After a sound night of sleep (finally!), Josh and I launched the dinghy the next day to check out the long beach. We took one of the paddleboard paddles as a rudder to steer into shore with the crashing surf. We tumbled in over the whitewater and hopped out before the next crashing wave, relieved to be right side up. As the dog tore gleefully over the sand and dunes, we hauled the dinghy away from the water’s edge. Rusted little cars sped along the flat, hard sand, and a dull red compact car out of the 1980s ripped past us, the grinning men inside all giving us the thumbs-up. The beach stretched for miles in each direction in a subtle curve. The landscape beyond the white dunes is treeless and gradually sloping to distant mountains, with the exception of a couple perfect cinder cones hinting at the geologic movement of the Baja peninsula away from the mainland. Driving into San Quintín just months before, the town feels rough, low, and sandy, but from this beach I could now recognize the stark beauty of the ocean wind over a volcanic past.
People dotted the water. We watched, amazed, as mothers and fathers thrust their clam diggers into the sand in the shore break. I had never seen people clamming in big, breaking surf. The effort required was both massive and smooth. Little girls and boys climbed over each other at the waters edge, giggling and rolling in the wet sand. Most of the cars on the beach had no license plates but could definitely accomodate a family from home to sea, and I could imagine that clamming could keep a family afloat here. The landscape and the people were deeply shaped by the whims of wind and wave in a way I could not see when I first drove through the town.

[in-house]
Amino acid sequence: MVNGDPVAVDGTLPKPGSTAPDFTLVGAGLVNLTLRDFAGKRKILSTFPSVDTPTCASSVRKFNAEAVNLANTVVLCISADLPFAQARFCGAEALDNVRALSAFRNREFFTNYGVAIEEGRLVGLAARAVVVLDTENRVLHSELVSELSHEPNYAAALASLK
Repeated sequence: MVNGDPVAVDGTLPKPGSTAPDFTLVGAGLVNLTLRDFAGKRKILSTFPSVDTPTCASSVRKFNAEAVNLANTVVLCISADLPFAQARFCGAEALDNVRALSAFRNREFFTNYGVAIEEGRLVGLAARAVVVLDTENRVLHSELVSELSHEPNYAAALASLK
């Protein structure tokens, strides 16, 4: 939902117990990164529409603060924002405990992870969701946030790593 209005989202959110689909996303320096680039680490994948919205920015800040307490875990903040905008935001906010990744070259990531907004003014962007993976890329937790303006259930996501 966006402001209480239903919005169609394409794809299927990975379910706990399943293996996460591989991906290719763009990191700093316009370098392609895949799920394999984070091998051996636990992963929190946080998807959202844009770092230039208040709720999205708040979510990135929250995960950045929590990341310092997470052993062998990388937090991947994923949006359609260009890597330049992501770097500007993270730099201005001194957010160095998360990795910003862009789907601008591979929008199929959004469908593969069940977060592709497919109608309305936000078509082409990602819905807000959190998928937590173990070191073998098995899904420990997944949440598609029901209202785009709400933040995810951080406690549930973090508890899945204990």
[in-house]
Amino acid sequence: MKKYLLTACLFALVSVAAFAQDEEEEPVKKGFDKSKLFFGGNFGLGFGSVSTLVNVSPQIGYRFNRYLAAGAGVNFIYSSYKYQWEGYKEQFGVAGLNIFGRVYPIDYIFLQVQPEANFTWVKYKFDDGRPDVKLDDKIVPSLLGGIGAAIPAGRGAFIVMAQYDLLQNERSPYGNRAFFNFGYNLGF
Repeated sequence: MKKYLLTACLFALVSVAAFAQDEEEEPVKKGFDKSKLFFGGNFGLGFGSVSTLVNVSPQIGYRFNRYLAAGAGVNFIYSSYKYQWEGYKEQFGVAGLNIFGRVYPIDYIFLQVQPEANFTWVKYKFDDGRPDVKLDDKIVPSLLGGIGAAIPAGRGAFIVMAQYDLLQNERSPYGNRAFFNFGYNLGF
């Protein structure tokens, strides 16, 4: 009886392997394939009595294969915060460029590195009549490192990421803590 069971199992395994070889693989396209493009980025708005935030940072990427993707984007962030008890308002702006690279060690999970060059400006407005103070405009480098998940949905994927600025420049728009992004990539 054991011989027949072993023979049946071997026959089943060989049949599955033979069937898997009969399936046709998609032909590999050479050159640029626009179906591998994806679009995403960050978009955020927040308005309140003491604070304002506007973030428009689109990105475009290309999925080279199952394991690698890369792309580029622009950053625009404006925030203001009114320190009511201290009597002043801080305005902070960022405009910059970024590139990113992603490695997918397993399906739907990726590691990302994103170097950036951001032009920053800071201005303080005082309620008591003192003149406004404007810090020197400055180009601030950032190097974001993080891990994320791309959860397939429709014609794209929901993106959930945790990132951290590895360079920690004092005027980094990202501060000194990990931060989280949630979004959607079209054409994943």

We managed to launch the dinghy back through the swells, and we returned to the boat so Josh could install the water tank gauge. We have a desalinator on board, known as a “watermaker” in the sailing world, and we can make six gallons per hour, so we needed to know when and if we were approaching a full tank (the tank is around 95 gallons.) A water maker is not essential on a sailboat, and many have sailed the world without one. However, having lived in the desert for over ten years, I understand the importance of water deep in my bones. With all three solar panels hooked up, we have enough energy to make water for drinking, cooking, and showers, with just the light of day.
We spent this evening anchored in San Quintín and decided to make our next stop Isla Cedros, just north of Bahía Tortugas (Turtle Bay.) Another day and a half of sailing would bring us to this island known for its fish camps and steep desert shores.
Most sailboats motor past San Quintín, but because we took time to anchor and walk the vast beach, I have a better idea of the unique connection between community and ocean here. At this beach, harvesting clams is a physically vigorous, community-built and family-inclusive activity. These tough men and women smiled at us and their thumbs-up gestures of support were sincere, as if to say, “hey, good work, we know it took some effort and skill to get here, and we’re glad you’re here on our beach.” This beach serves not only for food harvesting, but as a road, a place to gather, and a natural, free space for kids to play. The ocean here is an immutable part of the fabric of life—just as it is in ours.